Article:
According to a survey by WEF, 85% of financial services companies have implemented AI in some way as of early 2020, with the expectation of mass adoption over the next two years in domains such as customer service, client acquisition, risk management, process re-engineering and generation of new revenue potential. AI’s impact on banking in particular is expected to be transformational with the global business value of AI in banking expected to reach $300B by 2030 and North America projected to be the largest market. The opportunities in banking focus on growing existing or creating new revenue centers with better risk management, process efficiencies and customer operations. Some of the key use cases are in credit lending, fraud and threat detection, anti-money laundering, compliance etc. AI is therefore set to drive the next stage of growth in banks. This has led to a race to build AI into a competitive advantage - JP Morgan has expanded AI deployment with a significant data science center in Silicon Valley while WellsFargo already has thousands of ML models deployed in production.
But operationalizing AI is challenging. As teams build more complex models with the aim of increasing model accuracy, these models are becoming more and more opaque, providing limited visibility into their workings. ML models are also unique software entities - as compared to traditional code - and are trained for high performance on repeatable tasks using historical examples. Their performance can fluctuate over time due to changes in the data input into the model after deployment. Because ML models have nuanced issues specific to machine learning, traditional monitoring products were not designed to take on this challenge.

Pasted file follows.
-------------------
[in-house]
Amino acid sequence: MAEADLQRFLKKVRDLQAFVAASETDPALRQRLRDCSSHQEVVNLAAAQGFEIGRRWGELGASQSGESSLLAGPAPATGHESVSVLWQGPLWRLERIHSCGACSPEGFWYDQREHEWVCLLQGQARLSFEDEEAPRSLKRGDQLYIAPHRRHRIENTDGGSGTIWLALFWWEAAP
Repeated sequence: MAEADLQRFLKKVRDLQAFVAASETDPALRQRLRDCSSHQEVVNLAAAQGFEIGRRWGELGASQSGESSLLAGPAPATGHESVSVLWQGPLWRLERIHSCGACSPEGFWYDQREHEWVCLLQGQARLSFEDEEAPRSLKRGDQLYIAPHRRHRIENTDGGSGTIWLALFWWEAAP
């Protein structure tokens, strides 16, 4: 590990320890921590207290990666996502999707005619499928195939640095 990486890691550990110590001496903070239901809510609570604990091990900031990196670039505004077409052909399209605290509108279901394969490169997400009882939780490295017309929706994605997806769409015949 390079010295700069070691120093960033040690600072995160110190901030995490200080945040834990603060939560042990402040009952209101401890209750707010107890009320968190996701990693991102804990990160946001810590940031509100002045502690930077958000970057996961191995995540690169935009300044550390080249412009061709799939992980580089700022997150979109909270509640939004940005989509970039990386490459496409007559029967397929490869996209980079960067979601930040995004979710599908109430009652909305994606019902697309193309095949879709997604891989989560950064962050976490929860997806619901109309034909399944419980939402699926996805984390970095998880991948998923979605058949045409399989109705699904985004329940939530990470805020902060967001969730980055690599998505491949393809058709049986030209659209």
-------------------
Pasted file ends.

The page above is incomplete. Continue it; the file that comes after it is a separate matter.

This results in a significant lack of observability which presents a challenge to financial services for two compliance reasons:
Key banking use cases, especially credit lending, are regulated by a host of laws not including the Equal Credit Opportunity Act (ECOA), The Fair Housing Act (FHA), Civil Rights Act, Immigration Reform Act etc. Additionally, upcoming regulations like Algorithmic Accountability Act that aim to mitigate the adverse effects of incorrectly deployed AI are looming. Companies deploying AI also face ethical and compliance risks, as indicated by frequent news stories about algorithmic bias. When not addressed, these issues can lead to a lack of trust, negative publicity, and regulatory action resulting in hefty fines.
2. Model Risk Management
Banks need to ensure they adhere to guidelines laid down by the Federal Reserve, OCC and other governing bodies. This was especially critical in the aftermath of the Great Recession that was caused in part due to model risk. The SR 11-7 and OCC Bulletin 2011-12 guidance for example outlines how banks should manage model risk by documenting details about model data, validating model behavior validation and monitoring the model once deployed. SR-11 7 and OCC require every model (especially high risk models) to be validated before they get launched.
Banks have already been using a related type of mathematical model for decades: statistical or quantitative models. To ensure these guidelines are met for these models, banks have embraced a process with three lines of defense.
a) The first-line is the Business team owning the use case and building the model
b) The second-line is the Risk Management team that ensures the models meets risk goals, and finally,